“Religion” vs. Love of God

Complexity: 
Easy

from Back To Godhead Magazine #18-08, 1983

On a television program in Gainesville, Florida, in 1971, the interviewer asked Srila Prabhupada a controversial question:

“In what way, sir, do you think that the teaching of love of God that you are preaching is different and perhaps better than the teachings of love of God that were being conducted in this country and have been conducted in the rest of the world for centuries?”

Srila Prabhupada replied that he was not opposed to any religion and that anyone in the world could chant the name of God.

But the interviewer was looking for debate:

“There must have been an element of dissatisfaction on your part with the way Godhead was being professed in this part of the world before you came. Otherwise, there would have been no sense in your coming.”

“Not just in this part of the world,” Srila Prabhupada admitted, “but practically everywhere there is very little interest in God. They have more interest in dog.”

But we may well ask, “Why such criticism? Aren’t today’s religions teaching people to love God?”

Not necessarily. People often cultivate a materialistic approach to God. They pray for material possessions and worldly happiness, regarding God more as their order supplier than as their object of love. Some television evangelists, for instance, hint at the instant material benefits God can give to those who simply phone in and pledge a donation. On one show, a young husband admitted that at first he had given to the TV church only because his wife had nagged him. But when he discovered that his financial condition was improving, he too became a believer.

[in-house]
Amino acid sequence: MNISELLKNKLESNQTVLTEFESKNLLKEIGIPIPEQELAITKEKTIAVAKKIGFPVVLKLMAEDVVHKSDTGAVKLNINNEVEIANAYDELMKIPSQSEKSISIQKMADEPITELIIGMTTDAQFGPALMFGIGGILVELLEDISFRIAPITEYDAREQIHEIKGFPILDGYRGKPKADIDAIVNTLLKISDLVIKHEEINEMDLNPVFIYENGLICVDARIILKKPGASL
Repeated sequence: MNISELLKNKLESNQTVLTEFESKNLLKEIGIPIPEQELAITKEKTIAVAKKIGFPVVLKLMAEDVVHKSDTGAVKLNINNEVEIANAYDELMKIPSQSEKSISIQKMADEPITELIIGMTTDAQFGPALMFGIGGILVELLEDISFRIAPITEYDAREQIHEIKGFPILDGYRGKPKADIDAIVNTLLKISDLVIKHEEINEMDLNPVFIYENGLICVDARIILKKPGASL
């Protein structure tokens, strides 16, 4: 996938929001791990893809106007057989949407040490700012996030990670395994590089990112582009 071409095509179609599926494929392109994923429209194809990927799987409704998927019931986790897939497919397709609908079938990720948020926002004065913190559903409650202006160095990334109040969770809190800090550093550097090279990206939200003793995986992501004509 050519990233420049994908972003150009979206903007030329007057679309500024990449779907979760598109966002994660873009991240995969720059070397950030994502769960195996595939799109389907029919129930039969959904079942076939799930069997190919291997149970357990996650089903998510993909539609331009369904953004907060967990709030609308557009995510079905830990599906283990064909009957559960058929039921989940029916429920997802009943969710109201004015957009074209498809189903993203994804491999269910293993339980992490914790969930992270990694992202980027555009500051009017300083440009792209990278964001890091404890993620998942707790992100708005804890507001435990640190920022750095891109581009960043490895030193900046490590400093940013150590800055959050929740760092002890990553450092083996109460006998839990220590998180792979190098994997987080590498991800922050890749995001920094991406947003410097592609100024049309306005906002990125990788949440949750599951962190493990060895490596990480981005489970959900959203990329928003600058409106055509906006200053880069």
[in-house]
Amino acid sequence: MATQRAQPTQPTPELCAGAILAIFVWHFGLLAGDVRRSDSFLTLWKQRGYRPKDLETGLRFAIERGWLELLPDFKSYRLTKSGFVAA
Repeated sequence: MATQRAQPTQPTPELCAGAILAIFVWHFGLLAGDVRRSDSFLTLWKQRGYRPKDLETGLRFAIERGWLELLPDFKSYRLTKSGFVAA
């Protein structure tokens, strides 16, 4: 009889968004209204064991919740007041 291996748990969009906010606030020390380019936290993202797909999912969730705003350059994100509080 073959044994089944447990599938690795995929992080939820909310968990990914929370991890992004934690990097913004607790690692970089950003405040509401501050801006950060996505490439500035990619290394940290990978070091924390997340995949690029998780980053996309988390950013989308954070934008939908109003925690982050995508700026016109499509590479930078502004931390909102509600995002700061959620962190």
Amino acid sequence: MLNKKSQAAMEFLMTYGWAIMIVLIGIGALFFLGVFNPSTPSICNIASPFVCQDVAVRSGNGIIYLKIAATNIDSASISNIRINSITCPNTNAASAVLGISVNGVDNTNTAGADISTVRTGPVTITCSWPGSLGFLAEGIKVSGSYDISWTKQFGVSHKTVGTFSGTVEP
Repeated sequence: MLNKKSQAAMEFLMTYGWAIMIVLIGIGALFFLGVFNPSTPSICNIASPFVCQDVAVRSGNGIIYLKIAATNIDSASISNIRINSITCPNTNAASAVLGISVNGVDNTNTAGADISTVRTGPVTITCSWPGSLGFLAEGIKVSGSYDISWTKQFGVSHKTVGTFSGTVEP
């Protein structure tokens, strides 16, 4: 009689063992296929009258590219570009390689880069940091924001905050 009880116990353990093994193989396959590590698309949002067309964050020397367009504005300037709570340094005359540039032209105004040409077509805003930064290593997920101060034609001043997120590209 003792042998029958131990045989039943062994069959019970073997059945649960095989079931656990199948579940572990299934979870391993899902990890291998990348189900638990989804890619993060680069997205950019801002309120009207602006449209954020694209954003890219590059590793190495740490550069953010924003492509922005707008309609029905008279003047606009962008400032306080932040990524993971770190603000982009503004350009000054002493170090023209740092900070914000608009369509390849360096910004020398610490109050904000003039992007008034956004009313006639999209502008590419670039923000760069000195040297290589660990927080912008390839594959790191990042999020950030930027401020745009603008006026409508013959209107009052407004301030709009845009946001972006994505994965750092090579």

Giving to God for profit is common to religions and denominations the world over; but it constitutes the poorest, lowest class of religion. It affords some spiritual benefit, of course, since the practitioner at least recognizes God’s control, but it is more business than devotion.

A more advanced (though still deficient) approach to God is salvationism. When one realizes that this world is temporary and full of suffering, he doesn’t try to enjoy it anymore; he seeks release. He sees God as the savior—the mitigator of suffering and sorrow, the deliverer from the cycle of birth and death. Thus the Salvationist, like the materialist, also approaches God only for what God will do for him.

The Vedic scriptures teach us that the path of salvation is not only selfish but also unsuccessful. By meditating on the eternal and by subduing material desires, a Salvationist may enter the eternal realm, but he must return to the material world because of his failure in developing a personal, loving relationship with the Supreme Lord.

So why is love of God—love free of ulterior motives—so rarely understood? One reason is that most scriptures give but little information of God as a person. We hear “God is great, “but we don’t hear much detail about His greatness. Therefore, people find little impetus to love God and serve Him. There’s an old atheistic joke that going to hell is better than going to heaven because in hell you’ll be with all your friends. Such ignorance of God as the greatest personality and the most lovable, attractive friend is lamentable.